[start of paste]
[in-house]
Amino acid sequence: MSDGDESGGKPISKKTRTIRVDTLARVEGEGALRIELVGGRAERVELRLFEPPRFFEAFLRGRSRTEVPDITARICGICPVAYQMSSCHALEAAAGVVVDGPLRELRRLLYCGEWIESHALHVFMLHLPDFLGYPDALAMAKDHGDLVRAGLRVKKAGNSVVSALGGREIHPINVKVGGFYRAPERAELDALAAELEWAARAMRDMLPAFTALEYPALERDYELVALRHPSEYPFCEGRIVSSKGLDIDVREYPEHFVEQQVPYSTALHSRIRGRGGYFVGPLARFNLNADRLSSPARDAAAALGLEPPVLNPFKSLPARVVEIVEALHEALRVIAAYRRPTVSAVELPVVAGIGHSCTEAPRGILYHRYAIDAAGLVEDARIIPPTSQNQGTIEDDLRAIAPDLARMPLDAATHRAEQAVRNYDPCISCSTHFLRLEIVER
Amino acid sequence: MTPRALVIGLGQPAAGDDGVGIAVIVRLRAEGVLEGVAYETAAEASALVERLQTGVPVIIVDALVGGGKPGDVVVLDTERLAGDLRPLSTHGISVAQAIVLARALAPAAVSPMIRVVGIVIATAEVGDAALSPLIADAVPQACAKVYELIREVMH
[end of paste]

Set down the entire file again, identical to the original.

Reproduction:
[in-house]
Amino acid sequence: MSDGDESGGKPISKKTRTIRVDTLARVEGEGALRIELVGGRAERVELRLFEPPRFFEAFLRGRSRTEVPDITARICGICPVAYQMSSCHALEAAAGVVVDGPLRELRRLLYCGEWIESHALHVFMLHLPDFLGYPDALAMAKDHGDLVRAGLRVKKAGNSVVSALGGREIHPINVKVGGFYRAPERAELDALAAELEWAARAMRDMLPAFTALEYPALERDYELVALRHPSEYPFCEGRIVSSKGLDIDVREYPEHFVEQQVPYSTALHSRIRGRGGYFVGPLARFNLNADRLSSPARDAAAALGLEPPVLNPFKSLPARVVEIVEALHEALRVIAAYRRPTVSAVELPVVAGIGHSCTEAPRGILYHRYAIDAAGLVEDARIIPPTSQNQGTIEDDLRAIAPDLARMPLDAATHRAEQAVRNYDPCISCSTHFLRLEIVER
Amino acid sequence: MTPRALVIGLGQPAAGDDGVGIAVIVRLRAEGVLEGVAYETAAEASALVERLQTGVPVIIVDALVGGGKPGDVVVLDTERLAGDLRPLSTHGISVAQAIVLARALAPAAVSPMIRVVGIVIATAEVGDAALSPLIADAVPQACAKVYELIREVMH